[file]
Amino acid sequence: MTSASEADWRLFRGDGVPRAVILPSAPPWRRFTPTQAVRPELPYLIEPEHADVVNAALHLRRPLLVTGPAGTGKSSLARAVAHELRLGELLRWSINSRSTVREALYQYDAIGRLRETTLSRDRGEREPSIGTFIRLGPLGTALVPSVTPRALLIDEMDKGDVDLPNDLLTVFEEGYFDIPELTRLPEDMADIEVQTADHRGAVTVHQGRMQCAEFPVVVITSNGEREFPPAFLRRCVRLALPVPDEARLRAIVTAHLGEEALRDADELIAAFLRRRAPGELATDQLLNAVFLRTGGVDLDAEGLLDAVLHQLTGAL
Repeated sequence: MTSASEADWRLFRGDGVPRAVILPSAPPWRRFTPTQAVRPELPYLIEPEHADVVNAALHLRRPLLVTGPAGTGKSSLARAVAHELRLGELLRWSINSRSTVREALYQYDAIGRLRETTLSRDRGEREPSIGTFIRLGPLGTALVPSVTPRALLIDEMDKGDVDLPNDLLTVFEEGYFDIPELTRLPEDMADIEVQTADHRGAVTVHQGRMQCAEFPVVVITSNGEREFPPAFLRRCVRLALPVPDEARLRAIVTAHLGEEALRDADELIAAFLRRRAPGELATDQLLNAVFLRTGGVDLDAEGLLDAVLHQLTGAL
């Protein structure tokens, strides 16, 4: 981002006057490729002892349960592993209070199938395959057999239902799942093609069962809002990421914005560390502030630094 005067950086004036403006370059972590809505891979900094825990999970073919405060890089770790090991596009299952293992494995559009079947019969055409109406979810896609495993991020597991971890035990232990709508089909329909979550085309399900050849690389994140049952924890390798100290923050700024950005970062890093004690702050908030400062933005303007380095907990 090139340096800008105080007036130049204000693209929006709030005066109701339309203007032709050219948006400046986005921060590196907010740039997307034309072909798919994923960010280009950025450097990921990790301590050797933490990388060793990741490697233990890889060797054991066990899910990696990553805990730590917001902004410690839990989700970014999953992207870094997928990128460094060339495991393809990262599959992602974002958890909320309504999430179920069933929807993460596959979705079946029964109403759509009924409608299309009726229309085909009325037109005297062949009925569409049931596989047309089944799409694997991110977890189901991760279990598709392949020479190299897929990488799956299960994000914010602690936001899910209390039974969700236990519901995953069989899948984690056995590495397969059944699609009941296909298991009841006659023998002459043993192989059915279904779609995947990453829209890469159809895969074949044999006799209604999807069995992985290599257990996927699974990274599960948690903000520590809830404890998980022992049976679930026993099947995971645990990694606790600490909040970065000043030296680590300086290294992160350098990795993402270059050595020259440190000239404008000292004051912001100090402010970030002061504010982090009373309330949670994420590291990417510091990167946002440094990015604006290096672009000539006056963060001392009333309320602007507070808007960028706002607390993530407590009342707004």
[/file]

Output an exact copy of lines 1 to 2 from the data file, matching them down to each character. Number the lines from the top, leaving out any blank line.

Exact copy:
Amino acid sequence: MTSASEADWRLFRGDGVPRAVILPSAPPWRRFTPTQAVRPELPYLIEPEHADVVNAALHLRRPLLVTGPAGTGKSSLARAVAHELRLGELLRWSINSRSTVREALYQYDAIGRLRETTLSRDRGEREPSIGTFIRLGPLGTALVPSVTPRALLIDEMDKGDVDLPNDLLTVFEEGYFDIPELTRLPEDMADIEVQTADHRGAVTVHQGRMQCAEFPVVVITSNGEREFPPAFLRRCVRLALPVPDEARLRAIVTAHLGEEALRDADELIAAFLRRRAPGELATDQLLNAVFLRTGGVDLDAEGLLDAVLHQLTGAL
Repeated sequence: MTSASEADWRLFRGDGVPRAVILPSAPPWRRFTPTQAVRPELPYLIEPEHADVVNAALHLRRPLLVTGPAGTGKSSLARAVAHELRLGELLRWSINSRSTVREALYQYDAIGRLRETTLSRDRGEREPSIGTFIRLGPLGTALVPSVTPRALLIDEMDKGDVDLPNDLLTVFEEGYFDIPELTRLPEDMADIEVQTADHRGAVTVHQGRMQCAEFPVVVITSNGEREFPPAFLRRCVRLALPVPDEARLRAIVTAHLGEEALRDADELIAAFLRRRAPGELATDQLLNAVFLRTGGVDLDAEGLLDAVLHQLTGAL